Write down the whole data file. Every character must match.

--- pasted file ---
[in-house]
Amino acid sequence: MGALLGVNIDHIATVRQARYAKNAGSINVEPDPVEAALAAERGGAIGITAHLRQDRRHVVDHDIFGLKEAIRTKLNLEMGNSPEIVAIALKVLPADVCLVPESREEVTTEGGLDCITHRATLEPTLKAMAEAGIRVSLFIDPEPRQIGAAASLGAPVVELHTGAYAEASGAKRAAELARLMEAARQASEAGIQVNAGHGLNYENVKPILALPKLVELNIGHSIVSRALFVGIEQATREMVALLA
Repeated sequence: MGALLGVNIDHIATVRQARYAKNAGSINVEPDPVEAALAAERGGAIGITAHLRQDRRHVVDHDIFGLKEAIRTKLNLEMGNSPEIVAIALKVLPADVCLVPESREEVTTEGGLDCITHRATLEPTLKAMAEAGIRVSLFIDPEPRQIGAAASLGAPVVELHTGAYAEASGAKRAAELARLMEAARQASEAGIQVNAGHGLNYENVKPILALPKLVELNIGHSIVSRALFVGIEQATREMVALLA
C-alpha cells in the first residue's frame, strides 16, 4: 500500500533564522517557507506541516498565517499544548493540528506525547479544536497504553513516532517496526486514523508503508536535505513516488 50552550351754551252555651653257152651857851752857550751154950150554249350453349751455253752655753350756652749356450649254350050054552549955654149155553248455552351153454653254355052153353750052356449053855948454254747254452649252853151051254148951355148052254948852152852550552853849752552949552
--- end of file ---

[in-house]
Amino acid sequence: MGALLGVNIDHIATVRQARYAKNAGSINVEPDPVEAALAAERGGAIGITAHLRQDRRHVVDHDIFGLKEAIRTKLNLEMGNSPEIVAIALKVLPADVCLVPESREEVTTEGGLDCITHRATLEPTLKAMAEAGIRVSLFIDPEPRQIGAAASLGAPVVELHTGAYAEASGAKRAAELARLMEAARQASEAGIQVNAGHGLNYENVKPILALPKLVELNIGHSIVSRALFVGIEQATREMVALLA
Repeated sequence: MGALLGVNIDHIATVRQARYAKNAGSINVEPDPVEAALAAERGGAIGITAHLRQDRRHVVDHDIFGLKEAIRTKLNLEMGNSPEIVAIALKVLPADVCLVPESREEVTTEGGLDCITHRATLEPTLKAMAEAGIRVSLFIDPEPRQIGAAASLGAPVVELHTGAYAEASGAKRAAELARLMEAARQASEAGIQVNAGHGLNYENVKPILALPKLVELNIGHSIVSRALFVGIEQATREMVALLA
C-alpha cells in the first residue's frame, strides 16, 4: 500500500533564522517557507506541516498565517499544548493540528506525547479544536497504553513516532517496526486514523508503508536535505513516488 50552550351754551252555651653257152651857851752857550751154950150554249350453349751455253752655753350756652749356450649254350050054552549955654149155553248455552351153454653254355052153353750052356449053855948454254747254452649252853151051254148951355148052254948852152852550552853849752552949552